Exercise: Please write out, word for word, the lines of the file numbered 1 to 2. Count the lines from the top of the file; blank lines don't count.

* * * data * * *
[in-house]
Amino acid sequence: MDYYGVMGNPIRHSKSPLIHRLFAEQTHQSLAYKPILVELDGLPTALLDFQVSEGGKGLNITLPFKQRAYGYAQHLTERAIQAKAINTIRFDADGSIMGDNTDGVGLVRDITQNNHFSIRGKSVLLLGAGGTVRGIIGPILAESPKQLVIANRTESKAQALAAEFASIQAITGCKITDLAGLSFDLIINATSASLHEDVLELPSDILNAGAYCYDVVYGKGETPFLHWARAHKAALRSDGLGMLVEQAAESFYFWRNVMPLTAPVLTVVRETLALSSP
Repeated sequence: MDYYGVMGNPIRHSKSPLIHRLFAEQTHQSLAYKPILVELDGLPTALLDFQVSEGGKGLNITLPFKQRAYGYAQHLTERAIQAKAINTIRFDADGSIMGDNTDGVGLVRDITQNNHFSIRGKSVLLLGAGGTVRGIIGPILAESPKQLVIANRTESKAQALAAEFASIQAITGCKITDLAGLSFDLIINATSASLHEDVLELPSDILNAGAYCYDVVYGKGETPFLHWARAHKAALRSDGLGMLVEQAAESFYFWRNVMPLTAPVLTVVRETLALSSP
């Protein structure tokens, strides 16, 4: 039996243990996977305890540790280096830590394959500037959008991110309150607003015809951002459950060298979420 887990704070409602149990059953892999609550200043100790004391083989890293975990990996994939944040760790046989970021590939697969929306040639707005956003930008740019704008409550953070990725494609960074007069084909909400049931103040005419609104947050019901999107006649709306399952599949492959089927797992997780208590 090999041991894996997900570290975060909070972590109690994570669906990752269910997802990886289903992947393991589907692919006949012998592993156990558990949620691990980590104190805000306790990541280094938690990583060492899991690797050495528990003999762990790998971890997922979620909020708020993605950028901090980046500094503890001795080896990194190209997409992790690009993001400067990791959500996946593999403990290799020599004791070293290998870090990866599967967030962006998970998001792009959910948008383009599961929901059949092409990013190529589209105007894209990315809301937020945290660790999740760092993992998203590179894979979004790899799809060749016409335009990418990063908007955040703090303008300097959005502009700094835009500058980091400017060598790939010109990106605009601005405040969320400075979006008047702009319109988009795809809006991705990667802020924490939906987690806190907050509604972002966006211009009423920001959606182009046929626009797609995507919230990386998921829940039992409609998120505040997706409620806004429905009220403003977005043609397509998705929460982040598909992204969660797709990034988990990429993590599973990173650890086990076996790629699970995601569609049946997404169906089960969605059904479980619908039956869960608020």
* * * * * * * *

[in-house]
Amino acid sequence: MDYYGVMGNPIRHSKSPLIHRLFAEQTHQSLAYKPILVELDGLPTALLDFQVSEGGKGLNITLPFKQRAYGYAQHLTERAIQAKAINTIRFDADGSIMGDNTDGVGLVRDITQNNHFSIRGKSVLLLGAGGTVRGIIGPILAESPKQLVIANRTESKAQALAAEFASIQAITGCKITDLAGLSFDLIINATSASLHEDVLELPSDILNAGAYCYDVVYGKGETPFLHWARAHKAALRSDGLGMLVEQAAESFYFWRNVMPLTAPVLTVVRETLALSSP